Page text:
Initially I thought that they would have formed a church closer to where they lived, but that wasn’t the case, so there must have been another reason. The new church was about twice as far as the old one, 4 miles distant.
There is no date on the record, but at some point, Fairwick is noted in the church records as deceased, as is Agnes.
Fairwick’s Final Years
In the 1870 census, Fairwick is age 70, a retired farmer and Agnes is 66 and keeping house. Women never get to retire.
In the 1870 census, a Nancy Furrah, age 30, and a child Janah or Sarah age 5 of the same last name, are found living with Fairwick. This is Fairwix’s widowed granddaughter. She may have lost her husband in the Civil War as well.
Son Samuel is living next door. Son William has apparently moved as he is not found in 1870 in Hancock County.
On February 11, 1874, Fairwick Clarkson/Claxton dies and is buried in the cemetery on his farm.
Estate of Melbourn Overton, after Fairwick’s death, shows 1 “note of hand” on Farewick Claxton for $2.
The Chancery Suit
Our big find…meaning breakthrough… in the Clarkson family research was a suit filed by William, Fairwick’s son, against two of Fairwick’s other children, Samuel Clarkson and Rebecca Wolfe and a grandchild, Nancy Furry. Chancery suits are a genealogists dream, although they were probably very clearly a seemingly never-ending nightmare for the people involved. These suits include a great deal of family history information and depositions that, cumulatively, allow us a peek into their lives. In this case, we get to view Fairwick’s final days with an amazing lens of clarity. I can just envision these scenes, especially having visited the actual locations. The vivid descriptions allow us to sit by his bedside as a silent, invisible visitor some 140 years later.
In a way, it’s much like reading the script for a soap opera, but it’s our own personal family soap opera!
I am including all of the depositions and filings in this case except for minor things like receipts and notifications of service of paperwork. To read these documents in their entirety gives one a sense of the situation and allows us to be present in some small way. However, I have bolded the important sections of the testimony.
On January 19, 1875 in Hancock Co., a Chancery Suit was filed as follows:
William Clarkson vs Samuel Clarkson, etal
Enrolling docket – chancery court – Page 167 – January 19, 1875 – To the Honorable H.C. Smith chancellor for the first chancery district of Tennessee sitting at Sneedville…your orator William Clarkson, a resident of Union Co., Tn., that on the 11th day of Feb. 1874, his father Fairwix Clarkson died intestate in the said county of Hancock. A few days before the death of said Fairwix and while on his death bed, and in his last sickness, he was by means of undue influence induced to sign deeds which purported to convey his real estate to his son Samuel Clarkson and one of his granddaughters, Nancy Furry, and a daughter Rebecca Wolfe, each getting a separate tract by a separate conveyance. The deed to the said Samuel Clarkson conveyed a tract lying in the 14th civil district of said county of Hancock adjoining the land of Melburn Overton, James Overton and others, the tract conveyed to said Nancy Furry lies in the same civil district and adjoins lands of Montgomery and Clarkson and others and the tract conveyed to Rebecca Wolfe lies in the same civil district and adjoins the lands of Rhoda Shiflett, Henry Yeary and others. Said lands are valuable and are worth $2000 or more. The consideration named in each of said deeds in the sum of $150 but nothing was paid. These lands constituted almost the entire estate of said Fairwix. He left a widow surviving him and several other children and grandchildren who were in no way provided for by said intestate.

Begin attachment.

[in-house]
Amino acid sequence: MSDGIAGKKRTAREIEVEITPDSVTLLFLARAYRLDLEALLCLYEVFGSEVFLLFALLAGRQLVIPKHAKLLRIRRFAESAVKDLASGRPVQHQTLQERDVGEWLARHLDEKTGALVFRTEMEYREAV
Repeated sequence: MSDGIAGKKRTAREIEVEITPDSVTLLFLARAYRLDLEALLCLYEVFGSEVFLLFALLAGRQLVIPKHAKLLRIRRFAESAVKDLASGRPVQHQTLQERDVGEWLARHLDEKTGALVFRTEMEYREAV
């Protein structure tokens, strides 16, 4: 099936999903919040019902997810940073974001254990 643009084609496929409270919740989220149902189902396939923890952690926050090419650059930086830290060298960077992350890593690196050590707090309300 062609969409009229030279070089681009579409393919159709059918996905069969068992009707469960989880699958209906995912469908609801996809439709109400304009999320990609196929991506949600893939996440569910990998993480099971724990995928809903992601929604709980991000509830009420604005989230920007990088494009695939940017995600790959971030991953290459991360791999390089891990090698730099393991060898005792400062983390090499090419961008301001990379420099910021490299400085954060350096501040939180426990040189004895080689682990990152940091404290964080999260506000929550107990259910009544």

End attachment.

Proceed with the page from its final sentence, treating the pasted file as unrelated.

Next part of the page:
(page 168)Your orator shows dates and expressly charges that the two said deeds were pretended to have been made and executed, the said Fairwix Clarkson was so enfeebled in mind that he was incapable of doing any binding act, and that therefore the said pretended conveyances were not his acts and deeds and that he really died the true owner of said lands and the same of rightly belong to his heirs-at-law.
He left a widow Agnes Clarkson and two other surviving children aside from your orator and said Samuel, viz, Sarah Shiflet, wife of Robert Shiflet and Rebecca Wolf wife of Calvin Wolfe. He had a son James Clarkson who died some years ago leaving two children viz the said Nancy Fury a widow and Fernando Clarkson.
He also had a son Henry Clarkson who died in his lifetime leaving 4 children, viz. Elizabeth Harris, wife of Burrell Harris, Hugh Clarkson, Jerusha C. Clarkson and Sarah C. Clarkson.
He also had a daughter Nancy Wolfe who died in his lifetime leaving two children, viz., Sterling Wolfe and William Wolfe. The above noted children and grandchildren were the only heirs at law of the said Fairwix Clarkson.